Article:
The march of the telecom industry towards open-ness and metaphorical plug and play continues. After holding back to supporting Google’s Android Platform for a few weeks, Verizon Wireless today announced its support to the platform in allowing Android based devices on its network. According to Business Week, Verizon Wireless CEO Lowell McAdam today announced ” We are planning on using Android. It is an enabler in what we do”.

According to the article, McAdam who has spent time in both Europe and Asia was the prime mover for the Verizon Wireless volte-face – given his experiences on open telecom practices in these two regions.

To me it would make strategic sense for Verizon Wireless with its reputation in the United States of being the most reliable wireless provider with the strongest network infrastructure – it can increasingly count on the less nimble wireless providers to continue losing subscribers ( read, Sprint) – now that subscribers dont have to lose the phones and devices they were already using with other CDMA based competitors.

On the other hand, adherence to Android introduces a world of third party application developers to produce an overall consumer experience that Verizon Wireless would not only be unable to replicate in a closed environment given constraints of financial commitments and lack of specific expertise.

Since wireless providers (save ATT, which has hung on, probably based on its recent iPhone backed performance) would essentially become voice and data pipes – it raises a question – since most revenue growth of the future would be data-driven – which companies would be best positioned to exploit the explosive growth in data based devices and services just round the corner.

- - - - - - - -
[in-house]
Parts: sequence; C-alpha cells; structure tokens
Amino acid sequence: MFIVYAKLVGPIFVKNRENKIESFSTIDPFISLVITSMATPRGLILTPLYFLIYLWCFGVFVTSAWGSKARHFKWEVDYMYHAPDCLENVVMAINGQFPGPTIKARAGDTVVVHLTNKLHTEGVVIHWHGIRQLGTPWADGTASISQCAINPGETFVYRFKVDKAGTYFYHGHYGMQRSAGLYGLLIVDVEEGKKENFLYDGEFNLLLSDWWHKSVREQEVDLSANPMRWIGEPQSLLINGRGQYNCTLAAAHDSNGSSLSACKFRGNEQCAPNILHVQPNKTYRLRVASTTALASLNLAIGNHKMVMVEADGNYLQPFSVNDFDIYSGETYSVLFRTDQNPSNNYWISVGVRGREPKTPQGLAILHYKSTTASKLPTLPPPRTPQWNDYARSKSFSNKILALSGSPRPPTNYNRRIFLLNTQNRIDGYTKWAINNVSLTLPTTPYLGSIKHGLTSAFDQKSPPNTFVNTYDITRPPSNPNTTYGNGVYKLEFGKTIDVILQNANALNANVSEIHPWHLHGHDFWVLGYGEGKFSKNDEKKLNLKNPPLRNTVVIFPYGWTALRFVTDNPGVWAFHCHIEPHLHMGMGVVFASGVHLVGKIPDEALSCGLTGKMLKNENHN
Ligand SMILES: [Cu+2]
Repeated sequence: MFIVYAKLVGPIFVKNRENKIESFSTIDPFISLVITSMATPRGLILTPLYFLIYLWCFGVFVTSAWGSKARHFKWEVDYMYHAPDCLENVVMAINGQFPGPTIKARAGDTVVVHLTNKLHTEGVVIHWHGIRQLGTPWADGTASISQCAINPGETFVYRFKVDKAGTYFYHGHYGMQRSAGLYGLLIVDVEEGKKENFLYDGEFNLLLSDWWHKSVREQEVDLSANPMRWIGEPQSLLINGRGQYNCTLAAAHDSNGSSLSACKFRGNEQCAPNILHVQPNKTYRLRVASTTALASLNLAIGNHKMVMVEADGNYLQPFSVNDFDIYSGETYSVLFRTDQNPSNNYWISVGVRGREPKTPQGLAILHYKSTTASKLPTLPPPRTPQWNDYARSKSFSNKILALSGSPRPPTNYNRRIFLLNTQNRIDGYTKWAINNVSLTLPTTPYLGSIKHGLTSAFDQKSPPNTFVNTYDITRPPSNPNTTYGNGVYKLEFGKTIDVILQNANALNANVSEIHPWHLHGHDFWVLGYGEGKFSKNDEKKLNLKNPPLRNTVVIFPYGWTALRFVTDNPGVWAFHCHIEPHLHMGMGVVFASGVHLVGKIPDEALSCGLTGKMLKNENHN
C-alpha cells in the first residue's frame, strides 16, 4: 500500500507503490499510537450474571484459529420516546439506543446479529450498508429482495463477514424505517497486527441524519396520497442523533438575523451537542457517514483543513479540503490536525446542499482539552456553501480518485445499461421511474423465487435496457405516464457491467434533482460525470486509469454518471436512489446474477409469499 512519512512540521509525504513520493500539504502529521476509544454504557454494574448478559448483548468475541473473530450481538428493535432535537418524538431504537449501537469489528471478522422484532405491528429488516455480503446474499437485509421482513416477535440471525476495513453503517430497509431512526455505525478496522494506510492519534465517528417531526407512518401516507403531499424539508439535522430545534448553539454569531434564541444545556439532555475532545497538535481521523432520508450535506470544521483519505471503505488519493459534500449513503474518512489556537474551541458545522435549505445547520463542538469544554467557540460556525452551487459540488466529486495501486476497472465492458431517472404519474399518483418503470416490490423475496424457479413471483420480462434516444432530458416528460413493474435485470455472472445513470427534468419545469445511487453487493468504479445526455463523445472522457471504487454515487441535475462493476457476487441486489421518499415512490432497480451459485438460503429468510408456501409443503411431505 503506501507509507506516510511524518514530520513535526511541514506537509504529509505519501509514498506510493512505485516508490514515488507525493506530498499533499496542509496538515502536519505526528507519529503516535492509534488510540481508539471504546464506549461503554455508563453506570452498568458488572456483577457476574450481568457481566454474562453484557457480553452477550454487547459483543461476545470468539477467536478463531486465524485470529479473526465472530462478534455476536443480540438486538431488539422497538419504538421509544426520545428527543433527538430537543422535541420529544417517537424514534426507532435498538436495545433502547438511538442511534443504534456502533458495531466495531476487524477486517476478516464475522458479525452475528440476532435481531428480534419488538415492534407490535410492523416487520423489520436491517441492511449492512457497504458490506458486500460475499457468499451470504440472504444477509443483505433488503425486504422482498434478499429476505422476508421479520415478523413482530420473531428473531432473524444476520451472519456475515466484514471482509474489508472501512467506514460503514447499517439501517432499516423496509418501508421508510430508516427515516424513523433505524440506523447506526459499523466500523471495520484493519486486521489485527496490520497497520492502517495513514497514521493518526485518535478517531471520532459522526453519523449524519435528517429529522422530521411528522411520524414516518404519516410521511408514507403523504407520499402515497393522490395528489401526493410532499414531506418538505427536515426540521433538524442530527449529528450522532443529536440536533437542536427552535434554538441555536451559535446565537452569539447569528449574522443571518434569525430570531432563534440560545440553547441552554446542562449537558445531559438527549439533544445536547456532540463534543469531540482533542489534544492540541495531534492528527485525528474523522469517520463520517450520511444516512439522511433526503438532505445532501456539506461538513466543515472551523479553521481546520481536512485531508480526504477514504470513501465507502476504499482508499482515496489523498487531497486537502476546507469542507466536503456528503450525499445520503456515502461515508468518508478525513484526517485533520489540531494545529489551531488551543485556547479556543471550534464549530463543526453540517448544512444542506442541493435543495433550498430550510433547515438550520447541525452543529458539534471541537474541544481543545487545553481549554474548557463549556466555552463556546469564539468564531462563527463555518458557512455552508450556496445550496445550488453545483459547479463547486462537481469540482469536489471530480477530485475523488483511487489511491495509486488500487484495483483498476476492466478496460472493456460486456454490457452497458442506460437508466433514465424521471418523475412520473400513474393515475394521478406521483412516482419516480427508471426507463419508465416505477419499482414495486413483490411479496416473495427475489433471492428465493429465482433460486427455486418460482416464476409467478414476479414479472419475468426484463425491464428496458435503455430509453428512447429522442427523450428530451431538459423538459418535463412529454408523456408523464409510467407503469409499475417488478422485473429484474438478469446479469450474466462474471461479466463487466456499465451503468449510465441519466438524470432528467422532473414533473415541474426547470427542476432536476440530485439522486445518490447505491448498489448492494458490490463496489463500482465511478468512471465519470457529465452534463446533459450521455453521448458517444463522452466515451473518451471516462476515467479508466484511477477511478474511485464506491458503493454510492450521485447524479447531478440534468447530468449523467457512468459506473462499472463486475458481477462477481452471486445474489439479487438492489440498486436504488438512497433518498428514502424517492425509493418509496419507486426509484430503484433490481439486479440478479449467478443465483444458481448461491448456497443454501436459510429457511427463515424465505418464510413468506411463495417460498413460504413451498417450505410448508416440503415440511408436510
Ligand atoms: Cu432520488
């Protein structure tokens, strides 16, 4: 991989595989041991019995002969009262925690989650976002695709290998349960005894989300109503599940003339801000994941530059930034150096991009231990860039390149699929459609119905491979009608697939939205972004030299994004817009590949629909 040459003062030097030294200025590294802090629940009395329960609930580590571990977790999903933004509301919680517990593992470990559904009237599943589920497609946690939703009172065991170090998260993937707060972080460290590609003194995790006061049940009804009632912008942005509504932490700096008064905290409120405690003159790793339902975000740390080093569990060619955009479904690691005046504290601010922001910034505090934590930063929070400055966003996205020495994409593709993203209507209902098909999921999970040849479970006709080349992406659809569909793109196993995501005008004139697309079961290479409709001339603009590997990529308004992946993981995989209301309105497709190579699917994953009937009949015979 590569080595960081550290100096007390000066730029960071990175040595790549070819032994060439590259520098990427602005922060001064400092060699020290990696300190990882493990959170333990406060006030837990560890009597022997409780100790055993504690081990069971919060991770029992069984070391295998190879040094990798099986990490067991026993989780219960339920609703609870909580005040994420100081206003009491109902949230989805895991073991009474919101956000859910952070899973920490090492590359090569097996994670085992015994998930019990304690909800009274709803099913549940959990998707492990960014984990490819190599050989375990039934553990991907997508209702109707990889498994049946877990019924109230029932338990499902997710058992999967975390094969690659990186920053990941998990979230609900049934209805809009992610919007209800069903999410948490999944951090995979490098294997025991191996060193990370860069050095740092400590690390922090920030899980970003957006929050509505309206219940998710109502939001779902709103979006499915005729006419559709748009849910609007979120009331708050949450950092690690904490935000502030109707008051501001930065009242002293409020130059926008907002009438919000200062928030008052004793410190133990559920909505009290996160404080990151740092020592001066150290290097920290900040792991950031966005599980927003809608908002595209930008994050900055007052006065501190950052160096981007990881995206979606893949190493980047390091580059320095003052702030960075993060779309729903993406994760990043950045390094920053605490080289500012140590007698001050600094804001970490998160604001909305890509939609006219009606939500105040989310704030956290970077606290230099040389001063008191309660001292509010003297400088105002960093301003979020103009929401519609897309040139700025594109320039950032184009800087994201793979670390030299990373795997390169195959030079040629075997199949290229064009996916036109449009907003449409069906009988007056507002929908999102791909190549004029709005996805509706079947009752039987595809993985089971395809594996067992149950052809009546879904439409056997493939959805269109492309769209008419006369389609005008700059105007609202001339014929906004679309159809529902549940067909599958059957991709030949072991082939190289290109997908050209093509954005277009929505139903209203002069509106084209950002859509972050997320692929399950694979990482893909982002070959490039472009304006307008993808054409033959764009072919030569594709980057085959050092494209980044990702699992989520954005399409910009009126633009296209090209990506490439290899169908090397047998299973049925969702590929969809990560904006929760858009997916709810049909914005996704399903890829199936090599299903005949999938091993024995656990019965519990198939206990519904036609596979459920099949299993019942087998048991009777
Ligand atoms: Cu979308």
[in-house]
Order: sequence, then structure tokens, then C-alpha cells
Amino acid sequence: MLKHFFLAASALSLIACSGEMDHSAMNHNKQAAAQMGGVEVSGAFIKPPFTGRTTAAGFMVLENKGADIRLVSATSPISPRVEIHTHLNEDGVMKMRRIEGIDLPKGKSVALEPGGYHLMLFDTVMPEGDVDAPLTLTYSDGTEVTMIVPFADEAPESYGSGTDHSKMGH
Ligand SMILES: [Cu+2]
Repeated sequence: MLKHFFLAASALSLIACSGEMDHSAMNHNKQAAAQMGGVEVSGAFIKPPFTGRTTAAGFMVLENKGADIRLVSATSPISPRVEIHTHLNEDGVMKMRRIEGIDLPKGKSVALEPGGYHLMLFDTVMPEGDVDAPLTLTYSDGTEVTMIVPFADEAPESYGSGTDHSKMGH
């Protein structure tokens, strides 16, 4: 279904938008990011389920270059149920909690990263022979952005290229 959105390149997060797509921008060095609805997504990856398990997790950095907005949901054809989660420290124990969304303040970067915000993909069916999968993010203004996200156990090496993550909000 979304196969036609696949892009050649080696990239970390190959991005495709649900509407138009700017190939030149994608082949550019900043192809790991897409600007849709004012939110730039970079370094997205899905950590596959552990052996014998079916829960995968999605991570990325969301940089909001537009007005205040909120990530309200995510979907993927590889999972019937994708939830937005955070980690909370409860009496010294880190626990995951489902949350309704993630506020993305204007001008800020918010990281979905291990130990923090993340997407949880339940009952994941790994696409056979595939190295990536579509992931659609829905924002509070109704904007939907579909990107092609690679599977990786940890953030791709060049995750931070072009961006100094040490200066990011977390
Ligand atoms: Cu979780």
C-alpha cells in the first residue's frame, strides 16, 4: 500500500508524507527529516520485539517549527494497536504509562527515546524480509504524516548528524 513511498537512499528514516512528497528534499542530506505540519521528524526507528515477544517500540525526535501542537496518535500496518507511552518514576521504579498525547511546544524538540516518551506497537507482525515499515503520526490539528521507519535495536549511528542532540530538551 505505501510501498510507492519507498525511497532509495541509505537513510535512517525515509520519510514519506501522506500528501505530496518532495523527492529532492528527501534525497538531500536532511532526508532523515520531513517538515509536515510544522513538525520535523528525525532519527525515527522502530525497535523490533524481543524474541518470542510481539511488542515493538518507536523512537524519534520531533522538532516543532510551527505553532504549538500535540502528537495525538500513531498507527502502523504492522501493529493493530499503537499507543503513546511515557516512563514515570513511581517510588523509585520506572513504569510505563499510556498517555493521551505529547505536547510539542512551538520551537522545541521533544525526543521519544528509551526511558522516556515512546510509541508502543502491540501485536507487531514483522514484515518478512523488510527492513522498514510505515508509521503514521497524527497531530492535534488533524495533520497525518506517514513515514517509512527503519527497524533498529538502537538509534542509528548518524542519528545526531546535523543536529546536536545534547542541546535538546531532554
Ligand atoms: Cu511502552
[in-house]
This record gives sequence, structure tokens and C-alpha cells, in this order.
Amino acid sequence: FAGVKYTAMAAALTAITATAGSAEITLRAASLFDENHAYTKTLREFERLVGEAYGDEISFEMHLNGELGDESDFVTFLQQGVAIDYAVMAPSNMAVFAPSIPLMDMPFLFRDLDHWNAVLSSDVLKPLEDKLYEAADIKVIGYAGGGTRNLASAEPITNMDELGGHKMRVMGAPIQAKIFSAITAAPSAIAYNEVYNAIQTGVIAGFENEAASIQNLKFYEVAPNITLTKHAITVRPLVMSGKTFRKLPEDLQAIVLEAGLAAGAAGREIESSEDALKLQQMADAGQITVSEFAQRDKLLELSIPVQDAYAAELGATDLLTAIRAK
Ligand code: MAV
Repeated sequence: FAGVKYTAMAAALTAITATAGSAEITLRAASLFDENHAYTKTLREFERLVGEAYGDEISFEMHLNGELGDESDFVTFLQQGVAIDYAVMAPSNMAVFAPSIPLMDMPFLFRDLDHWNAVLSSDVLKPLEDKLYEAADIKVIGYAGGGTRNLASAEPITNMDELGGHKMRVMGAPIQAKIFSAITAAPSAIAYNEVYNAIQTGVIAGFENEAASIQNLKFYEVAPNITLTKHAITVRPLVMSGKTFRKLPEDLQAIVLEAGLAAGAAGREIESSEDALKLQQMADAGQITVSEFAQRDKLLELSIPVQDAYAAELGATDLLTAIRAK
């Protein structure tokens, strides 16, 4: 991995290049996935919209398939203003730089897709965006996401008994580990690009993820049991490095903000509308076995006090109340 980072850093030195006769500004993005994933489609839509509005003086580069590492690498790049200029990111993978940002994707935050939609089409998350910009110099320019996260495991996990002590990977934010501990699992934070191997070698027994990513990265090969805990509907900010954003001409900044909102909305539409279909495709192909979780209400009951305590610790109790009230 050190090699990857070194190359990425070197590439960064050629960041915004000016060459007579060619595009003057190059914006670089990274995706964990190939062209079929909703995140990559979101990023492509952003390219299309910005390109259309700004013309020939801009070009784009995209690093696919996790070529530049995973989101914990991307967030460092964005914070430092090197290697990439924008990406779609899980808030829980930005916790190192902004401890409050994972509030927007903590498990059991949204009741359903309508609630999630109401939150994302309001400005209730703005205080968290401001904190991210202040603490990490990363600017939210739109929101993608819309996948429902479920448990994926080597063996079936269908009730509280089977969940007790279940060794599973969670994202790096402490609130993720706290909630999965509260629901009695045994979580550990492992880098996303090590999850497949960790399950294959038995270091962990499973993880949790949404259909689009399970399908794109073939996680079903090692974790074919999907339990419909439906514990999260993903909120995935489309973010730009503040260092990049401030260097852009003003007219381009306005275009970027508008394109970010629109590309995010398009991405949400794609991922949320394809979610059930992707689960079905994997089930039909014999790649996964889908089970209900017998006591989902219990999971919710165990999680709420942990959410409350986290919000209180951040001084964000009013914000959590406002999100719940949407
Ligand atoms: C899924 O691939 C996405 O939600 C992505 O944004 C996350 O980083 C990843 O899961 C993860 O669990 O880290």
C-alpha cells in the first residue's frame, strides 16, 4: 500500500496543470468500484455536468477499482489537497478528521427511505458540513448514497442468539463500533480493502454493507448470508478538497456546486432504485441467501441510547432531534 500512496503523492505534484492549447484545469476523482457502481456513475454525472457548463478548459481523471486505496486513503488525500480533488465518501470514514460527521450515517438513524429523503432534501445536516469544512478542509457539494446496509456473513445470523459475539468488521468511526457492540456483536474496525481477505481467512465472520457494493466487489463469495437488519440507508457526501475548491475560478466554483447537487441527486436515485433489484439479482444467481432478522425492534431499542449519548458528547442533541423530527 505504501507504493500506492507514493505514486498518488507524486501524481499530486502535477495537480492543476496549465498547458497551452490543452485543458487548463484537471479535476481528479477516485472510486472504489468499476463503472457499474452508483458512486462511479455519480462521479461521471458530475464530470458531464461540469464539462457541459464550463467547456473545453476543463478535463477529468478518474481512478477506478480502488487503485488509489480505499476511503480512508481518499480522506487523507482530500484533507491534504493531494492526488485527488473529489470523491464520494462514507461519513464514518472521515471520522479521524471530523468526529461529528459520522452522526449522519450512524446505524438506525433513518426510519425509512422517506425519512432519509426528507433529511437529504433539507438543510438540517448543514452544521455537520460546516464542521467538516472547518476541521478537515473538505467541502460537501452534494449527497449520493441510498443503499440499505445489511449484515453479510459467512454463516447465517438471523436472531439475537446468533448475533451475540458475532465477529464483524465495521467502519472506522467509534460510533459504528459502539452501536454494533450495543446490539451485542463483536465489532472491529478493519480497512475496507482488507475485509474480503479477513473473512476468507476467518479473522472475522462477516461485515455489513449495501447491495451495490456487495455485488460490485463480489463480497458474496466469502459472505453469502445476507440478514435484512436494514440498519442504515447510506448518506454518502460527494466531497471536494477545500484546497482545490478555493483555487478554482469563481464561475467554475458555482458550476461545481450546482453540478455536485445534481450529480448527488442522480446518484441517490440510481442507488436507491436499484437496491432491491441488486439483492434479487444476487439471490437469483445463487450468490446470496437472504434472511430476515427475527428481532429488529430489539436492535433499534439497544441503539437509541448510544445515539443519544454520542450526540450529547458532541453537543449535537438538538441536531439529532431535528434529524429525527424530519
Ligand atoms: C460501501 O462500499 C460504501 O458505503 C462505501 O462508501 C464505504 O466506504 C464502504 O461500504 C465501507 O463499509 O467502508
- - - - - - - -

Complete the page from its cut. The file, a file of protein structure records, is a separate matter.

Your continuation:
Logic would say there are two components involved in this – a blanket coverage in much of the continental United States and data throughput rates. With Google in the fray for the 700Mhz auction (which it can use to build those data channels), Verizon committed on the LTE initiative (which does not provide true 4G data throughputs till 2012) and Sprint hedging its bets on Wimax ( true 4G) – I think, if properly managed, implemented and delivered, Sprint, along with Google can be a true value differentiator in the new market environment.

According to Yankee Group’s chief strategy officer Berge Ayvazian, “Sprint has a two year head start on real 4G implementations” – and according to me, perfectly positioned to harvest the benefits of the explosion of third party hybrid devices and services that are going to be developed based on the Android platform.

If Sprint does not spin-off its Wimax initiative (called Xohm) – I predict it stands in an extremely enviable and unique position to exploit the strategic metamorphosis of the telecom industry.

Clearly, apart from Sprint and Verizon, noone seems to have a coherent 4G service based strategy – ATT is still deploying HSDPA (and its EDGE is pokey at best), T-Mobile does not have any 3G offerings to speak of (though they plan 3G deployments this year – too little, too late again) and the regional providers dont have data in their play currently, being more focused on retaining regional subscribers with solid voice based coverage and innovative price plans.

Again, stay posted on this forum for further updates and analysis.

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